Bacterial Translocation Detected by PCR
ABSTRACT & COMMENTARY
In this pilot study performed to detect bacterial genes in the blood of critically ill patients, Kane and associates used the polymerase chain reaction (PCR) technique to amplify genes from Escherichia coli, Bacteroides fragilis, and a region of 16S ribosomal RNA incorporated in gram-positive and -negative bacteria. DNA fragments were extracted from the blood of 40 surgical patients and, as a control group, from 20 healthy volunteers.
Although none of the bacterial DNA genes were detected in the blood of the healthy volunteers, bacterial DNA genes were identified in all patients with positive bacterial blood cultures. Microbial genes were found in the blood of all eight transplant patients who received OKT3 therapy. Sixty-four percent of the critically ill patients had microbial DNA detected in their blood, although only three (14%) had positive blood cultures. When a primer pair for 16S ribosomal RNA genes was used, these genes were detected in 27%, 75%, and 100% of noninfected, infected, and septic patients in the ICU, respectively. Kane et al propose that this method may detect bacterial translocation from the gut and, thus, may be of help in understanding the development of multiple organ dysfunction syndrome caused by bacterial translocation. (Kane TD, et al. Ann Surg 1998;227:1-9.)
COMMENT BY JUN TAKEZAWA, MD
Identification of DNA fragments from various microbial organisms by PCR has been used to make the diagnosis of a specific pathogen in clinical specimens, such as bronchoalveolar lavage fluid and cerebrospinal fluid. This paper is the first to apply this method to detect previous and/or present existence of bacteria in the blood.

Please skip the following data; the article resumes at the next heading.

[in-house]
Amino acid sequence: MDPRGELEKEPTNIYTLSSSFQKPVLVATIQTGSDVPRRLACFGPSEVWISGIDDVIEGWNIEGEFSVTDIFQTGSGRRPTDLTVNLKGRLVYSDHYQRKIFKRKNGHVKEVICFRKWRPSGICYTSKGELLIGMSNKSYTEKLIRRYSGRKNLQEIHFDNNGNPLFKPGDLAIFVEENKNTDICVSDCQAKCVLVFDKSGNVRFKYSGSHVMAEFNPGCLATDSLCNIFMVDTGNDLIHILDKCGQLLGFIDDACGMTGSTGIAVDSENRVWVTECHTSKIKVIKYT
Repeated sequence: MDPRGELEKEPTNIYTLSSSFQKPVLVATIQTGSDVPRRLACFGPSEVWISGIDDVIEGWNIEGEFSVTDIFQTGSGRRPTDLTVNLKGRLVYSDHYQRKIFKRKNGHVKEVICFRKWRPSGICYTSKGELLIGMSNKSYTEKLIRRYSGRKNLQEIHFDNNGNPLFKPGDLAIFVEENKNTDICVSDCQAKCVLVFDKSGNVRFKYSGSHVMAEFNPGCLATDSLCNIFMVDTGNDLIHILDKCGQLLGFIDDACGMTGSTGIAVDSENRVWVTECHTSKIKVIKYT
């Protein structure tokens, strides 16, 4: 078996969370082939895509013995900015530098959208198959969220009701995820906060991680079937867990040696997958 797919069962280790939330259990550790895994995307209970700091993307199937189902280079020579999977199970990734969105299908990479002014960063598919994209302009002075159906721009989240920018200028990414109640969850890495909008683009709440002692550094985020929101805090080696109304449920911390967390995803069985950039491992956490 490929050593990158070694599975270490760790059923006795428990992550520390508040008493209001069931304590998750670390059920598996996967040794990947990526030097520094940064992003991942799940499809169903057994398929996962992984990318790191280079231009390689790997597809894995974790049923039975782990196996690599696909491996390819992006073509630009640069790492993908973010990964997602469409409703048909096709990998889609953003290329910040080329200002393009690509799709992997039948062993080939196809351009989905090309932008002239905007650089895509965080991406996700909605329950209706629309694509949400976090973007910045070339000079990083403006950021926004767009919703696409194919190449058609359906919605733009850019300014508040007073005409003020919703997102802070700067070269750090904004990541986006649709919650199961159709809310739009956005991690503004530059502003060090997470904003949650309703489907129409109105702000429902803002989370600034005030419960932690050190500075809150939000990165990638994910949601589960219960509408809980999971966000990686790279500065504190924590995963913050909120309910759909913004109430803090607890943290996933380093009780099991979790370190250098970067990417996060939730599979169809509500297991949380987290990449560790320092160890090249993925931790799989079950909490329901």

Detection of bacterial DNA fragments in the blood with this method is sensitive enough to allow one to make the diagnosis of the presence of invasive bacteria; Kane et al have reported that 10-100 microorganisms per 0.3 mL blood were detected in their previous animal study (J Surg Res 1996;63:59-63). This is far more sensitive than the blood culture test.
The 16S ribosomal RNA genes were detected more frequently with the increasing probability of the presence of infection, indicating that microbial genes are prevailing depending on the severity of infection. Therefore, this study looks promising in making the diagnosis of the presence of bacterial genes in the blood. However, bacterial DNA genes could directly come from either live or dead organisms, or they could be derived from the engulfed bacteria killed by phagocytes. It is, therefore, unknown whether identification of those genes reflects ongoing infection or killed bacteria from previous infection.
Additionally, although none of bacterial DNA genes were detected in healthy volunteers in this study, it is highly possible that they could have been detected if further cycles of PCR amplification were carried out. Although this method provides extremely high sensitivity for detecting microorganisms present in the blood, specificity may be conceptionally low for making the diagnosis of sepsis caused by an invasive microorganism. Therefore, all-or-none type detection of bacterial genes in the blood may inherit the limitation of detection of bacterial infection and/or bacterial translocation from the gut. To overcome this limitation, the alternative PCR method to quantitatively measure bacterial genes in the blood is mandatory for understanding bacterial translocation (if it occurs) with respect to the development of the multiple organ dysfunction syndrome (MODS).